— I think John Brown will be better this week than last. Not sure if he just needed a game to get the rust off, but I think you’ll see some Smoke this time. And I think the Cardinals need him.
— Peterson said the Cardinals will “definitely” bounce back after last week. “I’m not guaranteeing a win, but there is a different energy,” Peterson said. “I can feel the sense of urgency. … Good teams don’t lose twice (in a row).”
Bring on the Bucs.
Tags: Brandon Williams, Buccaneers, Doug Martin, Jason Licht, John Brown, Kevin Minter, Larry Fitzgerald, Marcus Cooper, Mike Evans, Patrick Peterson, Steve Keim, Tharold Simon, Vincent Jackson
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No way around it: That one hurt. You can say over and over that it’s the Patriots and Bill Belichick is the arguably the best coach in NFL history, and I do think the Cardinals worked hard this week on avoiding overconfidence, invoking last year’s painful loss in Pittsburgh. Still, losing to the Brady-less (and Gronk-less) Pats would be easier to take if the Cardinals played well and they were outplayed. It didn’t feel that way, though. Losing on a missed field goal actually seemed apropos for the evening. Close, but not enough. The Cards looked off in all three phases.
The last time they lost an opener at home, it was a disappointing outing against the 49ers in 2009. The Cards won 10 games that season. We’ll see how this one plays out.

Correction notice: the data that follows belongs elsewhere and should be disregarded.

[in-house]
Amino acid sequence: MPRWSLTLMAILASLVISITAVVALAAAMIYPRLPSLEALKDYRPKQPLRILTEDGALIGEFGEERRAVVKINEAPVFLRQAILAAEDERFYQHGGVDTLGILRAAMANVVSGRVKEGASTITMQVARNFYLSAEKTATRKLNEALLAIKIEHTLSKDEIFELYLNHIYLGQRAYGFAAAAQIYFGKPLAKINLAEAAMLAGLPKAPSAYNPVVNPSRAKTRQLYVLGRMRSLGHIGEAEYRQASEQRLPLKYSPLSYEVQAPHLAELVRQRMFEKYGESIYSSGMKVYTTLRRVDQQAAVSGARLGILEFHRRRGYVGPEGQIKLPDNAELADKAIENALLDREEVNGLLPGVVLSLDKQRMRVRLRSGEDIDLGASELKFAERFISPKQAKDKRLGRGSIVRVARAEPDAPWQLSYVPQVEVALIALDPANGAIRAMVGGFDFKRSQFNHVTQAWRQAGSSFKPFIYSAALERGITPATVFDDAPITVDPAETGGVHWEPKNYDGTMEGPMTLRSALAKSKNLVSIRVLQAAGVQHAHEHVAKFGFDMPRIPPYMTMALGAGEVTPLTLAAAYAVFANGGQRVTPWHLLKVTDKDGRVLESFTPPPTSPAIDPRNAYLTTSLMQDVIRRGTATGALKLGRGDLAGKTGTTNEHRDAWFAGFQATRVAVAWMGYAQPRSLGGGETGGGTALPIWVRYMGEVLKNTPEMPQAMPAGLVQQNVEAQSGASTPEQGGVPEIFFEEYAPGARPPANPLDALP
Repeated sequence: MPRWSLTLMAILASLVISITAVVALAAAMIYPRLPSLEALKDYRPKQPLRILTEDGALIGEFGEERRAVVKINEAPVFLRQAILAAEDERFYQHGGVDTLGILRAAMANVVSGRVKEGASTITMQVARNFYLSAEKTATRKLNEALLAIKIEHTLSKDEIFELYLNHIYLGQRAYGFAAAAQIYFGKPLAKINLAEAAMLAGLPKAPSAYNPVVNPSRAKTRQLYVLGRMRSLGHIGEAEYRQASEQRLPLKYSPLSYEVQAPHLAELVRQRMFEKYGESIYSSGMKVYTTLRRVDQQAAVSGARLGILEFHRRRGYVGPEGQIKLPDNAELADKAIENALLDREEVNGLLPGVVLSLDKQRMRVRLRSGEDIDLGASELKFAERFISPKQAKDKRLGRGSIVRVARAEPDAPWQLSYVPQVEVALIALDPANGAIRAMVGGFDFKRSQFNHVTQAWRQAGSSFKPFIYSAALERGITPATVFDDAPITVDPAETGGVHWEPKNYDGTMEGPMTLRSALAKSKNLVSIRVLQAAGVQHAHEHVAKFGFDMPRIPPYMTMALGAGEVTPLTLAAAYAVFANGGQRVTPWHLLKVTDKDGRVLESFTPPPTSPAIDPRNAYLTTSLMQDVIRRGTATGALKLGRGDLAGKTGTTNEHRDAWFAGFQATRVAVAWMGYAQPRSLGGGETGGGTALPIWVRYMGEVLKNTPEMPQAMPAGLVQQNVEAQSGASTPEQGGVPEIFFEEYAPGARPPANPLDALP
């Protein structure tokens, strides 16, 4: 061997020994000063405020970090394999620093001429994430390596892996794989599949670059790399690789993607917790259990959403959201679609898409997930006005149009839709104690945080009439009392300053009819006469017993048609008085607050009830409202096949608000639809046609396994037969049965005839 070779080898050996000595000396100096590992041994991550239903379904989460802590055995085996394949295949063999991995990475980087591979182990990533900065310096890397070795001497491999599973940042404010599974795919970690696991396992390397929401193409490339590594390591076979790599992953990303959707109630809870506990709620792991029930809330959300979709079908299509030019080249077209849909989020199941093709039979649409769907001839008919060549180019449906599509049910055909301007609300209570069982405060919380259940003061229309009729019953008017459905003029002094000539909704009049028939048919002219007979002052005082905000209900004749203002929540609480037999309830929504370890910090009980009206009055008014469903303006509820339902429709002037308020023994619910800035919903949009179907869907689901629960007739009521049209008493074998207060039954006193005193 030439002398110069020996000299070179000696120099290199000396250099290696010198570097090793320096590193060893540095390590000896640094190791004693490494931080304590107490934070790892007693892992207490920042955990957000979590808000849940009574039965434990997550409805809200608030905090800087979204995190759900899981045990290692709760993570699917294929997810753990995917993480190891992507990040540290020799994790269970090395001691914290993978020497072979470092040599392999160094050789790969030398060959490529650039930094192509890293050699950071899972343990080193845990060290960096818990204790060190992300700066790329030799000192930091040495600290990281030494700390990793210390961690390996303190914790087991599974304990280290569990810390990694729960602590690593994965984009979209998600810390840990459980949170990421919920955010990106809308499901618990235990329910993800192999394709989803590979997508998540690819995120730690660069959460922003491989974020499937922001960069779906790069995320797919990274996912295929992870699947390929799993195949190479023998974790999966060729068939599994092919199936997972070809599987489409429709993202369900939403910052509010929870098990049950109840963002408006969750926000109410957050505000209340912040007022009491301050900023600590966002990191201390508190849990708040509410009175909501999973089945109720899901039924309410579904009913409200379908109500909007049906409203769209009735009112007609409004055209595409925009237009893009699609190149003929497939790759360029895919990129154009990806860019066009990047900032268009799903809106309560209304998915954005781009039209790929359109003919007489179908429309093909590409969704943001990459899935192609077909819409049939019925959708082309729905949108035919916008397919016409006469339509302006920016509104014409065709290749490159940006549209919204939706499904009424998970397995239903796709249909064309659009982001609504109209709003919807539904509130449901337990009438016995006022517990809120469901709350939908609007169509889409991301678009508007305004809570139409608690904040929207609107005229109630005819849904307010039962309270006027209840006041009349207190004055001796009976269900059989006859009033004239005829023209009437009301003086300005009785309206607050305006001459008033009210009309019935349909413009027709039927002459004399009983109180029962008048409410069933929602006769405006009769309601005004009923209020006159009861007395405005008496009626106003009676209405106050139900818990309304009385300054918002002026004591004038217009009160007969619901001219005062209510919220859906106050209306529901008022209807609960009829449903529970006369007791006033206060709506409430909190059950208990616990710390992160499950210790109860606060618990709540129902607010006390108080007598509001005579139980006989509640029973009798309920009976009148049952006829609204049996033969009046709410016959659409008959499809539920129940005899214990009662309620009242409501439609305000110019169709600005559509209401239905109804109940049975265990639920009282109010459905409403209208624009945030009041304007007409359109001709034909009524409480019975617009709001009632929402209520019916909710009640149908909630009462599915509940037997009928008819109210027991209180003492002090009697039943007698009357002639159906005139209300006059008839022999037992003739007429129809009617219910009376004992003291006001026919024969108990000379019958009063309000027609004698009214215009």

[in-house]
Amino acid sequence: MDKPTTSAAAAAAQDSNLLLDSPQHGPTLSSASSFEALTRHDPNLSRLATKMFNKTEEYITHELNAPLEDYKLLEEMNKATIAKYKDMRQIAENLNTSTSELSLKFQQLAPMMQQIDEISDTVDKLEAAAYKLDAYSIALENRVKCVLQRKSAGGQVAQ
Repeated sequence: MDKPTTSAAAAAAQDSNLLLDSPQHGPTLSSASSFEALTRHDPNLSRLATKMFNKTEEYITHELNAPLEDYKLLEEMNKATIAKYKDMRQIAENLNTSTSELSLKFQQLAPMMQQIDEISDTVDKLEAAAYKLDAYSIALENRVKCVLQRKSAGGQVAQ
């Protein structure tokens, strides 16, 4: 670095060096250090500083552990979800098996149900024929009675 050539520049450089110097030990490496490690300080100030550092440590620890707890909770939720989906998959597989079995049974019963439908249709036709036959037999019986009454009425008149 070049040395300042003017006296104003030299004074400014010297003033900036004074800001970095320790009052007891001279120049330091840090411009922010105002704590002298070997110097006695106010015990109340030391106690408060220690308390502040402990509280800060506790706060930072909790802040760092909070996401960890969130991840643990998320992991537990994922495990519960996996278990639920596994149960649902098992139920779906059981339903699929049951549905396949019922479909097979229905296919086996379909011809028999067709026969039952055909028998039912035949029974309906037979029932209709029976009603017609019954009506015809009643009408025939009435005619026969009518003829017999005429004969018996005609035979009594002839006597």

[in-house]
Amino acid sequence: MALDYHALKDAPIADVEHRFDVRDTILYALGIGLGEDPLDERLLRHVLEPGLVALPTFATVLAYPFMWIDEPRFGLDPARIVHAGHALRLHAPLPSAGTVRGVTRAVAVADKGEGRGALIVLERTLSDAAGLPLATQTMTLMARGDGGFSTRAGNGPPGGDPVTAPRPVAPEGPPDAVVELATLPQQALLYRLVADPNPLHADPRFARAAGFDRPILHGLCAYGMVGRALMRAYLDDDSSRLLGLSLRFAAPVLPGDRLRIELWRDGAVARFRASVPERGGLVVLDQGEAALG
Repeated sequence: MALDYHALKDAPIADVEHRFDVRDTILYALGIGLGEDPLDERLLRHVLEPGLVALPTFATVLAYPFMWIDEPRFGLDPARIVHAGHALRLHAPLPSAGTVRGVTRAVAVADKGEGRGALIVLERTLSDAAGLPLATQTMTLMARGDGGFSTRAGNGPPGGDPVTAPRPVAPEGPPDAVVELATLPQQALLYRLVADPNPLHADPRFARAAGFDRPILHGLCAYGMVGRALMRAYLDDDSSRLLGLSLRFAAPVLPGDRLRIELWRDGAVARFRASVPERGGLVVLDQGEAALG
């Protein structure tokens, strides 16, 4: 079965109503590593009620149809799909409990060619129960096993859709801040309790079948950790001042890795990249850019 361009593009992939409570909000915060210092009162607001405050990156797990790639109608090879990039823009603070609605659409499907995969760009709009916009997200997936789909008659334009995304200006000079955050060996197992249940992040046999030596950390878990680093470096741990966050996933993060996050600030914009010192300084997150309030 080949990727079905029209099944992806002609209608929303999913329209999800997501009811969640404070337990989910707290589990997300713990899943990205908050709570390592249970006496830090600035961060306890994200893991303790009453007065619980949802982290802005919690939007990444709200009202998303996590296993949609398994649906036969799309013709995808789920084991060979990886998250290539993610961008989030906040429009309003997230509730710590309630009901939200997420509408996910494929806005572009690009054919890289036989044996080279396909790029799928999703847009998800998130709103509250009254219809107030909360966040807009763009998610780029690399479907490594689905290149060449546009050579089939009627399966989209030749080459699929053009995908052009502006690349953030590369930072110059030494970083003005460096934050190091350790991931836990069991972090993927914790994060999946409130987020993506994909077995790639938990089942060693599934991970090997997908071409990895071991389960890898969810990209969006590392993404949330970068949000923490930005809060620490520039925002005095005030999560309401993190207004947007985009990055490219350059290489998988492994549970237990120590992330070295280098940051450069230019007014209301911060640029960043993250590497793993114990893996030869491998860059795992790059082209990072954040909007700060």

— Would Mike Leach have delivered a better snap on the final field goal? Probably. But I will say this, I have big-time respect for Kam Canaday, a rookie from Portland State who hasn’t had many chances to be interviewed period but who stood there in front of a flood of cameras and reporters answering questions about a play he’d rather soon forget. He’s in the NFL and it comes with the job, but still, he manned up.
(And props to Chandler Catanzaro too, not only for doing the same but also saying publicly it wasn’t the rookie’s fault.)
— It’s too bad the field goal was missed because a win would have been one of those epic, Fitz-put-us-on-his-back victories. On a day the retirement thing came up again to boot. The vet was spectacular when they needed him.
— Speaking of which, if you get a chance, watch again Fitz’s 21-yard catch on the Cards’ final drive. Down on the field near where Fitz caught it, I have no idea how he did. The ball was on him before he got his head all the way around — it seemed to surprise him how quick it was there — yet he unbelievably snagged the pass and turned it into a 21-yard gain.